The only stipulation that the Church has infallibly established as excluding the sinner from communion is a state of mortal sin. As the Council of Trent says:
“If it is unbecoming for any one to approach to any of the sacred functions, unless he approach in a spirit of piety; assuredly, the more the holiness and divinity of this heavenly sacrament are understood by a Christian, the more diligently ought he to give heed that he approach not to receive it but with great reverence and holiness, especially as we read in the Apostle those words full of terror; He that eateth and drinketh unworthily, eateth and drinketh judgment to himself. Wherefore, he who would communicate, ought to recall to mind the precept of the Apostle; Let a man prove himself. Now ecclesiastical usage declares that necessary proof to be, that no one, conscious to himself of mortal sin, how contrite soever he may seem to himself, ought to approach to the sacred Eucharist without previous sacramental confession. This the holy Synod hath decreed is to be invariably observed by all Christians”
Any other requirements that the Church may establish are based on her prudential judgment. This means they are to be respected, but also that they may be overturned without any implication on its infallibility. For centuries, the Church has imposed excommunications on certain groups and actions, and later lifted them up, according to its discernment of the particular context surrounding them.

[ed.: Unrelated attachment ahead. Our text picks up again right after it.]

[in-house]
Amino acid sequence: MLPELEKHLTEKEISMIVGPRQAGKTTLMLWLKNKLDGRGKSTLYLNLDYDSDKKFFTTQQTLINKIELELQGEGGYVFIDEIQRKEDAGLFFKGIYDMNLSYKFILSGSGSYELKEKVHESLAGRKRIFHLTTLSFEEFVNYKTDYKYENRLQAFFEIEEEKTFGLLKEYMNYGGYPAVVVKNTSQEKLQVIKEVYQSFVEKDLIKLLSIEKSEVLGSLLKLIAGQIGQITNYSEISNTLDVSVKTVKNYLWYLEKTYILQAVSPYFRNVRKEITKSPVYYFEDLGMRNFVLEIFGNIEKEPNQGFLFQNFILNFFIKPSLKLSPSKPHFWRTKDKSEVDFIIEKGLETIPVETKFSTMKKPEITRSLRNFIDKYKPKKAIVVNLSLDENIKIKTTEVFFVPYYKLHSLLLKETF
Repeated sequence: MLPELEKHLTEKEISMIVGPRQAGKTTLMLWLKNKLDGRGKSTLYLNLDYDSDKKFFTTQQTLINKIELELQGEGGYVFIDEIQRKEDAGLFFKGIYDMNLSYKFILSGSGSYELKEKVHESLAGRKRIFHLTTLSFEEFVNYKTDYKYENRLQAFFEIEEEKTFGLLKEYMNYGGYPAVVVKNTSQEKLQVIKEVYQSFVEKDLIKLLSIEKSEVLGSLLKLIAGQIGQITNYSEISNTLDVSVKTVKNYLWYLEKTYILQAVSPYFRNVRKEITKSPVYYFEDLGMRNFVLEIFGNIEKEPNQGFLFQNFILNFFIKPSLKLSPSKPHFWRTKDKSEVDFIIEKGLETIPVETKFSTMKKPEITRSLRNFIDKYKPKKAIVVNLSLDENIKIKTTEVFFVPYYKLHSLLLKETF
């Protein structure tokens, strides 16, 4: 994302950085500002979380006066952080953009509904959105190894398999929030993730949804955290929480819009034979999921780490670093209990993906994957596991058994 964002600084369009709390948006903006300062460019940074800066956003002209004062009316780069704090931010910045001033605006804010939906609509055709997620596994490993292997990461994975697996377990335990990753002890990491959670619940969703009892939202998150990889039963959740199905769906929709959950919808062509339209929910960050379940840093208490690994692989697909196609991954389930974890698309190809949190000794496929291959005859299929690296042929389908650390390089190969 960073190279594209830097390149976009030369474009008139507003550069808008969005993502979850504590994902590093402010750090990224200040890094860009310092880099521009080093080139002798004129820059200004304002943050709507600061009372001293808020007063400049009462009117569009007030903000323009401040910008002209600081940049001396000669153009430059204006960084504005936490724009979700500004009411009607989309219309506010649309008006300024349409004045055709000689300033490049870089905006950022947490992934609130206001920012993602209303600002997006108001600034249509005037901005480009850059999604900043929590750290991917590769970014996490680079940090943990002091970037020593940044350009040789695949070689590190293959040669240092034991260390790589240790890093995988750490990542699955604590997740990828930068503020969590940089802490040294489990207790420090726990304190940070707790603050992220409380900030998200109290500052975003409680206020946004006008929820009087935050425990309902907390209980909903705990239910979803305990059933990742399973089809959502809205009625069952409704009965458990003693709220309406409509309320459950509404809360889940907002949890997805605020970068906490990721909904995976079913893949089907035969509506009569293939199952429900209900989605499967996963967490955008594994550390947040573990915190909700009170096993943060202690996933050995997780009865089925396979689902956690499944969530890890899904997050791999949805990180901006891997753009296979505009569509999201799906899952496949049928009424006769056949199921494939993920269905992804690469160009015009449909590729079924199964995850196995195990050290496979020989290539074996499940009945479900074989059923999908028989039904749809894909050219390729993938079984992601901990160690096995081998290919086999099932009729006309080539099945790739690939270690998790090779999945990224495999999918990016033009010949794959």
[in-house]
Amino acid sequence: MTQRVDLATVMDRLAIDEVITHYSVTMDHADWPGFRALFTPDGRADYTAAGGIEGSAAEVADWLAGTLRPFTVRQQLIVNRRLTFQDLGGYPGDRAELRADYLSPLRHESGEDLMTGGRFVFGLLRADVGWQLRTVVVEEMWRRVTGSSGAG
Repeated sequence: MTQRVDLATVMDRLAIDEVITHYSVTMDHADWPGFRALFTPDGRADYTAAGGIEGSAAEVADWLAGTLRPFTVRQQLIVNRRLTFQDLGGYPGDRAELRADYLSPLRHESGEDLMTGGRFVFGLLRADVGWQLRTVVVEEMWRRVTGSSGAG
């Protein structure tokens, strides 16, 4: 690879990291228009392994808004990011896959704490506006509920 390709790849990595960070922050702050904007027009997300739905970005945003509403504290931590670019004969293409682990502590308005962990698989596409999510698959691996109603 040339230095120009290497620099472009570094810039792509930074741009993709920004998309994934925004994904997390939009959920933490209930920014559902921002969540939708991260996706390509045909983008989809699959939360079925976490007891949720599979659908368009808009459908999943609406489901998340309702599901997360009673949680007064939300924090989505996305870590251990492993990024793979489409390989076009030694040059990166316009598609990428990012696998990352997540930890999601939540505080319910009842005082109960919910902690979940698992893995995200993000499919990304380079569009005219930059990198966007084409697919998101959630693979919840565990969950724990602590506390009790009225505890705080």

In other words, the Successor of Peter may indeed have limited Eucharistic access to the divorced and remarried living more uxorio in the past, but this does not preclude the current pope from lifting up those limitations as he sees fit, provided the people involved are not in a state of mortal sin. For a divorced and civilly remarried person living more uxorio to be in mortal sin, three conditions must be fulfilled. Grave matter is, of course, present by definition. Nevertheless, two more conditions are needed to bar the person from the Eucharist: full knowledge and full consent. Even if these do not interfere with the objective morality of the sin, (the sin remains grave and immoral, regardless of circumstances,) they certainly may change the subjective culpability of the individual sinner. Some circumstances may diminish subjective culpability in such a way, that the sinner is not in a mortal sin and is, therefore, not precluded from the Eucharist if the Church so allows. Circumstances diminishing subjective culpability is what we call: “mitigating circumstances.”
When confronted with how Amoris bases itself in the sound and orthodox doctrine of mitigating circumstances, the papal critic will usually answer something like this: “yes, ignorance may diminish subjective culpability; but in that case, the priest must inform the sinner of his sin, thereby dispelling his ignorance; from that point on, this ceases to apply.”
This seems like an argument, but it is actually two arguments. In a fell swoop, the papal critic has:
- Postulated that ignorance ceases to be a mitigating circumstance simply by informing the sinner that he is sinning;
- Very subtly swept “full consent” under the rug; Full consent is out of cogitation: only full knowledge is being considered from there on.
I wish now to explain why both of these arguments are wrong, by delving more deeply into the doctrine of mitigating circumstances.